Nerd content and
cringe since 1999
Alexander Grupe

Watching an NDC talk about programming languages I saw this, an implementation of Fizz buzz in APL:

I haven’t ever touched APL, and I know it uses all kinds of weird letters and shapes, but I’m pretty sure it doesn’t use typographical quotes.

Or does it?

Yeah, no, it doesn’t.

Seems to be a case of “copied the code from a web page that performs ‘smart’ quote replacing”. That’s always annoying – not the copying part, but the fact that code on websites gets demolished by brain-dead Wordpress plugins so often. Replacing the hexadecimal 0x prefix with in the text and even in font ligatures plays on the same level…

But this got me thinking: How about a compiler that detects code with typographical “enhancements” copied from a website or a Word document and behaves differently? Like a quirks mode for code. Consider:

public class HelloPasteCode {
  public static void main(String... args) {
    System.out.println(Hello world!);
    System.out.println(Hexadecimal 2A is  + 0×2A);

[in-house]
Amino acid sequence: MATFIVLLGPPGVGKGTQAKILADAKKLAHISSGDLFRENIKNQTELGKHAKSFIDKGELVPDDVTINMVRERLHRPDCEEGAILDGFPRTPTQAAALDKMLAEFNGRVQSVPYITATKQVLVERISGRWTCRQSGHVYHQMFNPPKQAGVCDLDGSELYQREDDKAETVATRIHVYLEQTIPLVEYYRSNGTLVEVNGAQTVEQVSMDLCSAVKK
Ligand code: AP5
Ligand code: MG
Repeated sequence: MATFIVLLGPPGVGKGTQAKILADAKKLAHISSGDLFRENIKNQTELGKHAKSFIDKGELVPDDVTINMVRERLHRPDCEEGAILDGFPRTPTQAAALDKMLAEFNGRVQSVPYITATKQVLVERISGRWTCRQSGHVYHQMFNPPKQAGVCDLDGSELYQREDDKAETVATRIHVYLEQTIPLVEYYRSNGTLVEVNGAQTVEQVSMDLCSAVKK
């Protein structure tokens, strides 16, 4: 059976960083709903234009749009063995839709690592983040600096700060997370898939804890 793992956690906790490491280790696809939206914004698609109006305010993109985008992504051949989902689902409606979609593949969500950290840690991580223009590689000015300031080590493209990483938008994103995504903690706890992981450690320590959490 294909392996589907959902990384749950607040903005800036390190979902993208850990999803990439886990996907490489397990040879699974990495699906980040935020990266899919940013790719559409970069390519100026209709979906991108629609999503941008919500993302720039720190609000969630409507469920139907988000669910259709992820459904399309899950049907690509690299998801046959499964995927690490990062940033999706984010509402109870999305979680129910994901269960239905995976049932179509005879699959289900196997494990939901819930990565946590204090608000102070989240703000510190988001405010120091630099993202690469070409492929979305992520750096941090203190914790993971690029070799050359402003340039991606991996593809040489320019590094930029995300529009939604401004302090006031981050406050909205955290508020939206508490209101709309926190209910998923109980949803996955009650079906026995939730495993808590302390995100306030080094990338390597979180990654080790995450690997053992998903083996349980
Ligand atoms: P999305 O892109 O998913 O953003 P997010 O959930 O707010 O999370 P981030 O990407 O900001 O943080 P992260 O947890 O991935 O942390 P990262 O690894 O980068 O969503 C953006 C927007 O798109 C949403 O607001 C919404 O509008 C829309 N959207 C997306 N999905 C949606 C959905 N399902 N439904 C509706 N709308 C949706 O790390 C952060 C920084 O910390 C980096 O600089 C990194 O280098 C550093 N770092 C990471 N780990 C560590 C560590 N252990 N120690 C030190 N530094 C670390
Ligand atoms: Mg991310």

Instead of spewing out ugly error messages:

> java error: ')' expected
    System.out.println(ÔÇ£Hello world!ÔÇ?);
                               ^ error: not a statement
    System.out.println(ÔÇ£Hello world!ÔÇ?);
                                ^ error: ';' expected
    System.out.println(ÔÇ£Hello world!ÔÇ?);
                                     ^ error: illegal character: '\ufffd'
    System.out.println(ÔÇ£Hello world!ÔÇ?);

…it could do the right thing and just run the copy-pasted code and present the result accordingly. In this context, redirecting STDOUT to a browser window seems approriate:

Of course, not without adding a subtle indicator that we are running in “pasted code quirks mode” at the end. 🤓

PS: To be fair, later in this talk an (unused) slide with well-formed code is rushing by, so there seems to be awareness of the problem somewhere:

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